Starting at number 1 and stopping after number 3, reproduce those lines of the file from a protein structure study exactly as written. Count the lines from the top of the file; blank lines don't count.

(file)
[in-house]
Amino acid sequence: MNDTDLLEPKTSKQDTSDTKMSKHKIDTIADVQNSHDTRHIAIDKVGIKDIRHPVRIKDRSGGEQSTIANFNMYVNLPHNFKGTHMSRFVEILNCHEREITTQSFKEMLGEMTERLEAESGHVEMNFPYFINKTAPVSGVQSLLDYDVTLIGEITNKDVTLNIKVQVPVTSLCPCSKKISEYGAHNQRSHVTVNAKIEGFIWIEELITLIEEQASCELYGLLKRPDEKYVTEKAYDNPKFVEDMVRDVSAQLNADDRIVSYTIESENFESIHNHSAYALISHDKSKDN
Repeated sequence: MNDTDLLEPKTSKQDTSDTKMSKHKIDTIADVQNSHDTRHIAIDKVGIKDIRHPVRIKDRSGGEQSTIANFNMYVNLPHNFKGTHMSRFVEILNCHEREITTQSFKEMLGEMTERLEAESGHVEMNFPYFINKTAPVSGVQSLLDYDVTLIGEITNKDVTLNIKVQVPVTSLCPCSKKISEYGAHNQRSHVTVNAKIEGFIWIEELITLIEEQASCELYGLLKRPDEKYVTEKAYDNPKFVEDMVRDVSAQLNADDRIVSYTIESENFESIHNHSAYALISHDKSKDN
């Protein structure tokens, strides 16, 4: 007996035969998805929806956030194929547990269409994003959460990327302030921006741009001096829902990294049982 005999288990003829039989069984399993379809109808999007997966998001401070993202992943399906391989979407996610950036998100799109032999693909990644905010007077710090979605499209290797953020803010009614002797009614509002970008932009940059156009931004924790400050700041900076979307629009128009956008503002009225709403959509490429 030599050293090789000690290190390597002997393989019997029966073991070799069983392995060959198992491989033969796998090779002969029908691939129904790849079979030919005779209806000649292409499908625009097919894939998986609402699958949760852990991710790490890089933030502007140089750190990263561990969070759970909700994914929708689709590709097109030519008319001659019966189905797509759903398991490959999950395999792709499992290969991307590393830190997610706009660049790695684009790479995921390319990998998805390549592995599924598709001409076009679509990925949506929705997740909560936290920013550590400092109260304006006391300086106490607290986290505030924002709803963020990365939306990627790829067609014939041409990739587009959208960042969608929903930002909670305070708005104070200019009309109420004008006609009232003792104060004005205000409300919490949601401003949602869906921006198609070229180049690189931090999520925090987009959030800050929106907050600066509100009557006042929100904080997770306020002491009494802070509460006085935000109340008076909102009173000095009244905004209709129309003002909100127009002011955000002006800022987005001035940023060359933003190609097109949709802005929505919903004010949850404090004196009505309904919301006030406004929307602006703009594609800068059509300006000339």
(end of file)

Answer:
[in-house]
Amino acid sequence: MNDTDLLEPKTSKQDTSDTKMSKHKIDTIADVQNSHDTRHIAIDKVGIKDIRHPVRIKDRSGGEQSTIANFNMYVNLPHNFKGTHMSRFVEILNCHEREITTQSFKEMLGEMTERLEAESGHVEMNFPYFINKTAPVSGVQSLLDYDVTLIGEITNKDVTLNIKVQVPVTSLCPCSKKISEYGAHNQRSHVTVNAKIEGFIWIEELITLIEEQASCELYGLLKRPDEKYVTEKAYDNPKFVEDMVRDVSAQLNADDRIVSYTIESENFESIHNHSAYALISHDKSKDN
Repeated sequence: MNDTDLLEPKTSKQDTSDTKMSKHKIDTIADVQNSHDTRHIAIDKVGIKDIRHPVRIKDRSGGEQSTIANFNMYVNLPHNFKGTHMSRFVEILNCHEREITTQSFKEMLGEMTERLEAESGHVEMNFPYFINKTAPVSGVQSLLDYDVTLIGEITNKDVTLNIKVQVPVTSLCPCSKKISEYGAHNQRSHVTVNAKIEGFIWIEELITLIEEQASCELYGLLKRPDEKYVTEKAYDNPKFVEDMVRDVSAQLNADDRIVSYTIESENFESIHNHSAYALISHDKSKDN